The AADL Archives exists to preserve and digitize the history of the Ann Arbor area. Collections are stored in a climate-controlled facility that is not open to the general public. AADL Archives staff work both to prevent the deterioration of these collections and to scan, index, and make available materials on the open web.
The Archives’ primary collection is the Ann Arbor News collection, which includes clippings files covering 125,000 topics, 800,000 pages of newspapers in bound volumes, and 1.7 million photographic negatives. Other significant collections include a collection of 19th-century newspapers, an additional 70 bound volumes; the Wystan Stevens collection, a collection of 45,000 photographic slides taken in Ann Arbor in the late 1970s; the Jeff Lamb collection, a set of digital and print images; collections of documents related to local government including historical board meeting minutes of city council, AAPS board of education, AATA, and the Downtown Development Authority; yearbooks from local high schools, middle schools, and colleges; city directories and phone books; and a monograph collection including local history reference materials created over the last 125 years.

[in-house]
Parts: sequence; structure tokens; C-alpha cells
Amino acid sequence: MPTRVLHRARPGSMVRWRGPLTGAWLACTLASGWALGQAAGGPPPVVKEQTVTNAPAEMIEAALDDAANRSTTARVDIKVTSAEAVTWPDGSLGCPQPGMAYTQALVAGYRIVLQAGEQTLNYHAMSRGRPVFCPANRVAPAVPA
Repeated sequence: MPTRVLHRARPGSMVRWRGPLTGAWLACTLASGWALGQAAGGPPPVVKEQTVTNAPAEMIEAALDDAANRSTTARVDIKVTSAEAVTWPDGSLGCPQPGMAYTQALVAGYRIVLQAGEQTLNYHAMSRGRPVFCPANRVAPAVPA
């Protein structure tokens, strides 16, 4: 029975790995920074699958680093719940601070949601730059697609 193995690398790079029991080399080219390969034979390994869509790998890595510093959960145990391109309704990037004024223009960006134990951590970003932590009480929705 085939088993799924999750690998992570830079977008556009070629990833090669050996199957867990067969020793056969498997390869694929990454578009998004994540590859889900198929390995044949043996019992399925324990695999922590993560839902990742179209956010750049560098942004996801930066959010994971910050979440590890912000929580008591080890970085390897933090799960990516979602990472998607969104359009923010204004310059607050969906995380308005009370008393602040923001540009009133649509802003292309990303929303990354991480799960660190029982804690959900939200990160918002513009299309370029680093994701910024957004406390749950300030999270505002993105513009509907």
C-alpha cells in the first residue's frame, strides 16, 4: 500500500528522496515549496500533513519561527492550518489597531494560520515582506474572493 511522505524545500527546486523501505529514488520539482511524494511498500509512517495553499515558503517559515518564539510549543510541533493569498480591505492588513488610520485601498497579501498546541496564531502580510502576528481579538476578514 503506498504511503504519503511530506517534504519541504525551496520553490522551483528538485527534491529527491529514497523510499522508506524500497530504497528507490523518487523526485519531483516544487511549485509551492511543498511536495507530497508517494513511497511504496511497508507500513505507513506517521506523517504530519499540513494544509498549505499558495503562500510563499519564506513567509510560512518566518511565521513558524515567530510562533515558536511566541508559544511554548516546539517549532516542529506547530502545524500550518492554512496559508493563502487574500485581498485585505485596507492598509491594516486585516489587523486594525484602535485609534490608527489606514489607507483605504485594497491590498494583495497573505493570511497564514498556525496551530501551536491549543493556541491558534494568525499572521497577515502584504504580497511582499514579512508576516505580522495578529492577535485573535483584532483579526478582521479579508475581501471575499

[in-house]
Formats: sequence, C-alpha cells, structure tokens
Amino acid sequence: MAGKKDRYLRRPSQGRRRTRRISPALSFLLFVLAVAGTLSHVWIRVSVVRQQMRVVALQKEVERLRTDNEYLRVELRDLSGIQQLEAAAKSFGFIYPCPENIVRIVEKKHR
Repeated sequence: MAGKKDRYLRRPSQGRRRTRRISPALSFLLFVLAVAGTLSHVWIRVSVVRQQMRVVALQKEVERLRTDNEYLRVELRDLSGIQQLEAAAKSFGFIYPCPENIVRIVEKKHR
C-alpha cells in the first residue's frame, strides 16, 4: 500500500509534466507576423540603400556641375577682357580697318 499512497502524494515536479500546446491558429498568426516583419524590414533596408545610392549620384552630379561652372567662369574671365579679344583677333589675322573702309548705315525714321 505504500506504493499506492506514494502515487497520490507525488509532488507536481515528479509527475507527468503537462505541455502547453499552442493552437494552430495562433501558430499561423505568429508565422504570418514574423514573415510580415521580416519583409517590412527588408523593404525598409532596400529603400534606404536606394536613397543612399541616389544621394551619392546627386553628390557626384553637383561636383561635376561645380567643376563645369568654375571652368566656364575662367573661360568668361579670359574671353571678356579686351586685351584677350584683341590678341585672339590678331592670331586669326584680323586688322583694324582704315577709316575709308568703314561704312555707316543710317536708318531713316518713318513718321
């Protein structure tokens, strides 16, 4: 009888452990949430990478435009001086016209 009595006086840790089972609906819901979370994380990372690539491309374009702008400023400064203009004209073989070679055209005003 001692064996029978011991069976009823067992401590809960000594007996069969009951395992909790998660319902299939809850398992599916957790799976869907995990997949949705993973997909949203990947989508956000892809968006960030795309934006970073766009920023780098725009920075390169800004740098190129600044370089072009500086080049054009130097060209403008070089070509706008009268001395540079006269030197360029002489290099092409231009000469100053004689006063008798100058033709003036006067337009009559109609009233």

In addition to housing these collections, the AADL Archives provides reference services to anyone seeking information about the local area. Archives staff combine deep knowledge of local history and genealogy topics and resources with decades of general reference experience to answer questions large and small. Digitization efforts are driven by these questions from the public. In its decade of existence, the AADL Archives has digitized over 375,000 articles, 115,000 photos, and numerous historical documents. Questions of any kind can be sent to the Archives staff at firstname.lastname@example.org.
Some of the material presented on aadl.org reflects outdated cultural attitudes. This material can be offensive to those reading it today. It is the position of the AADL Archives that only an unfiltered view of the past truly educates us about the history of our community, and as such we attempt whenever possible to present historical materials in their original forms in order to preserve their context. The AADL Archives also addresses historical misrepresentation and omission through a number of initiatives to record the histories of local communities that were often left undocumented or were documented through the lens of their time; an attempt is made in all cases to record those histories via the voices of those communities.
Contribute to the Archives
The AADL Archives is always seeking to expand its holdings of local history materials. We are also interested in building the community collection by digitizing materials that remain in private hands. If you have materials to offer to the AADL Archives—whether one map or photograph or flier or an entire collection of newspapers or books—you can contact the Archives staff at email@example.com.